© Mary Radspinner 2012
Mary teaches topics that are of keen interest to harpers and harpists everywhere. Handouts are provided with repertoire that can be utilized by students for their own performances. As a harp music publisher (Afghan Press Harp Music Publications), she is also available to edit your harp books, making them appealing to all harpists, with helpful fingerings and correct notation. Please note that Afghan Press is no longer accepting new artists due to the already heavy load, but we will work to make your book appealing to stores which retail harp music.
Keeping up with the tempo
You'll learn to utilize the left hand to assist the melody, and to eliminate notes that won't be missed so you can repeat numerous times without fatiguing the right hand. Tunes are mainly in the Celtic vein, with emphasis on Scottish tunes. Among the tunes I have used for this class are: Glenlivet, The Bride's Reel, Blarney Pilgrim, Flowers of Edinburgh, Merrily Kiss the Quaker, Morrison's Jig, Trippin' up the Stairs, and Lannigan's Ball among others. We will also go over a series of exercises to limber up the fingers, and to prevent straining muscles and tendons.
Ensembles on the Fly
Have you even been in a situation where your were called upon to play a song as an accompaniment when you practiced it as a solo? Or the other way around? In this workshop we will take some tunes and look at them from the solo point of view and from the ensemble point of view. Different treatments on solo playing will include accompaniments and harmonies. Different treatments on ensemble playing of the same tunes will include countermelodies and ostinatos. Handouts will be provided. This workshop may be helpful for those wishing to jam more comfortably.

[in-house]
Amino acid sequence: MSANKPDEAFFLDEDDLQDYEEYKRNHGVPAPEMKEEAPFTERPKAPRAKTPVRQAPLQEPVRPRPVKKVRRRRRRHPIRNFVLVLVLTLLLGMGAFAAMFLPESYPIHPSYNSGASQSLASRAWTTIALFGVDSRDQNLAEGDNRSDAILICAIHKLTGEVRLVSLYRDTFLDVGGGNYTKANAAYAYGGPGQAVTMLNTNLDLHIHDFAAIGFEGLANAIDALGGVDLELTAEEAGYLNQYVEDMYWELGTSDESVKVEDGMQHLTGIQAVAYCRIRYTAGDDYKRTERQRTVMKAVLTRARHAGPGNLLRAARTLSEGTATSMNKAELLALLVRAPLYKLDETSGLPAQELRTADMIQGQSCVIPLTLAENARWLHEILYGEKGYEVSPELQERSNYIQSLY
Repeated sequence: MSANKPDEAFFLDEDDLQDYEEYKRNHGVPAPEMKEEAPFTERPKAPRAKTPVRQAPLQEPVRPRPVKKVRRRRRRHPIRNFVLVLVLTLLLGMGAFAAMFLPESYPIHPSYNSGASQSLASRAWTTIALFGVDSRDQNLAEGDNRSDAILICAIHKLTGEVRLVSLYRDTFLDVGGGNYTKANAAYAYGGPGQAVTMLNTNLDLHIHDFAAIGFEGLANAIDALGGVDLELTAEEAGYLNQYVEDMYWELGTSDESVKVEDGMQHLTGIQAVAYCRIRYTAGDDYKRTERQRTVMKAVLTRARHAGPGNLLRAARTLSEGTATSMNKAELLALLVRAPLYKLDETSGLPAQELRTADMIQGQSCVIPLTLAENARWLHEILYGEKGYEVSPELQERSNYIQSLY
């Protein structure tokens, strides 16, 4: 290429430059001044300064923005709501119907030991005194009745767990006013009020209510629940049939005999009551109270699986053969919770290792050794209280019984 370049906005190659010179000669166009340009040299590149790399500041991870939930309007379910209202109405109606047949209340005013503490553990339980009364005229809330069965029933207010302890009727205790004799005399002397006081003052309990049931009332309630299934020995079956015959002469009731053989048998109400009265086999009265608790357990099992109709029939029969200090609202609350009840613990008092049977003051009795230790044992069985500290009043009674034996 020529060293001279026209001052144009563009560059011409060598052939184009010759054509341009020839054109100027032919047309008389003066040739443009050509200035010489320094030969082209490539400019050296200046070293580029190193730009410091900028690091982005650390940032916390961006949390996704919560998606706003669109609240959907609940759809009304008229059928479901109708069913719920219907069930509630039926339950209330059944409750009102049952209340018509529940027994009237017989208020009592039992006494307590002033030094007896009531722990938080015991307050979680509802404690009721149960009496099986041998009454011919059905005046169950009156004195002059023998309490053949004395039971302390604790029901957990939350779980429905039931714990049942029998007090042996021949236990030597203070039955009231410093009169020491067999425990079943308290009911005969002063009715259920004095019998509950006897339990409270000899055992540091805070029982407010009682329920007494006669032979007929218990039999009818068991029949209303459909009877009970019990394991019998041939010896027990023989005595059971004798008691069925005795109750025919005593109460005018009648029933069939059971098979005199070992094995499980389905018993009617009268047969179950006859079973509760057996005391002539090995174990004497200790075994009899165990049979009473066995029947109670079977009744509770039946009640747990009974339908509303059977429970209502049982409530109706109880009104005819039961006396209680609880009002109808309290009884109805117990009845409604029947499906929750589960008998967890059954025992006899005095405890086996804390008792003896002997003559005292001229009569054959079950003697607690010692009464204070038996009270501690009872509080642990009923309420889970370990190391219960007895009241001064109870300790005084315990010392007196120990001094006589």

Contrary to popular belief, improvisation takes more planning than you might think. In this workshop we will concentrate on three tunes: an American folk song, a hymn and a pop tune. Using composition techniques, we'll create an improvisatory rendition which can be used in many ways and many situations.
You can then use the techniques learned in this workshop to create many more renditions of many more songs, and to begin to improvise.
Learn techniques to isolate the melody from a hymnal arrangement, make it imminently playable on the harp with easy harmonies and accompaniments, and add a flute countermelody.
The Amateur Small Ensemble
You have friends or relatives who play various instruments, and you’d like to put together a group (or they are urging you to join their group). You’re used to reading the notes on the page, but one member of your group plays by ear, and you’ve been asked to play for a friend’s wedding. What to do?? This workshop will guide you to choosing repertoire and organizing or arranging it for yourself and your recreational group. For the beginning to intermediate harpist, this class will help you feel more comfortable and give you confidence playing in a group.
A geographical approach to sight reading using BINGO techniques. If you're fast at BINGO, you can be a great sightreader! Learn the techniques necessary to be a good sight reader.
An in-depth discussion with handouts on how to approach music publishing, not from the copyright issue, but from music theory to notation to plastic coils to shipping.
Self Connection and Balance with the Harp
Using seven beautiful melodies, we will explore connection and gratitude. By creating balance and self connection as a performer/player, we can better connect with our audience for a more meaningful experience. Harps not required
The Breath of Music; Harp Meditations for the Player
Wear loose clothing and be prepared to do some deep breathing, a little singing and maybe a few passive exercises on the floor. We will play short passages for each other as well as for ourselves throughout the workshop, emphasizing breathing and phrasing. Bring your harp, but not your music stand.
These workshops have been taught throughout the United States from coast to coast and in between.